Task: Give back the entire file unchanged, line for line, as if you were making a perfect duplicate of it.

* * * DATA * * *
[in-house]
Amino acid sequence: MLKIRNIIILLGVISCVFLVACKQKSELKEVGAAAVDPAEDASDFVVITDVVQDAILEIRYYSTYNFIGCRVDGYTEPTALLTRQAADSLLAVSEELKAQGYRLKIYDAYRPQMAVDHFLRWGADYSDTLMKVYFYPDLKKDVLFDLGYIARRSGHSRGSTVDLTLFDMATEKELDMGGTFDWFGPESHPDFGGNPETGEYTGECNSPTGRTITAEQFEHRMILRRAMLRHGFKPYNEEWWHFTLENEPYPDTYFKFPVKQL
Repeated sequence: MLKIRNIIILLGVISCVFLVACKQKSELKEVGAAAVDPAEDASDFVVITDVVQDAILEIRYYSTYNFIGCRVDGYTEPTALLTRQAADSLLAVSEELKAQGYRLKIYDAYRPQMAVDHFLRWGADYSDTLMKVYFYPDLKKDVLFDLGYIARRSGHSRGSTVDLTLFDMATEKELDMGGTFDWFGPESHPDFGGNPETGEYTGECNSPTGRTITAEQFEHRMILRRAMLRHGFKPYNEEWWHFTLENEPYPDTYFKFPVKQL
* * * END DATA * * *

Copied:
[in-house]
Amino acid sequence: MLKIRNIIILLGVISCVFLVACKQKSELKEVGAAAVDPAEDASDFVVITDVVQDAILEIRYYSTYNFIGCRVDGYTEPTALLTRQAADSLLAVSEELKAQGYRLKIYDAYRPQMAVDHFLRWGADYSDTLMKVYFYPDLKKDVLFDLGYIARRSGHSRGSTVDLTLFDMATEKELDMGGTFDWFGPESHPDFGGNPETGEYTGECNSPTGRTITAEQFEHRMILRRAMLRHGFKPYNEEWWHFTLENEPYPDTYFKFPVKQL
Repeated sequence: MLKIRNIIILLGVISCVFLVACKQKSELKEVGAAAVDPAEDASDFVVITDVVQDAILEIRYYSTYNFIGCRVDGYTEPTALLTRQAADSLLAVSEELKAQGYRLKIYDAYRPQMAVDHFLRWGADYSDTLMKVYFYPDLKKDVLFDLGYIARRSGHSRGSTVDLTLFDMATEKELDMGGTFDWFGPESHPDFGGNPETGEYTGECNSPTGRTITAEQFEHRMILRRAMLRHGFKPYNEEWWHFTLENEPYPDTYFKFPVKQL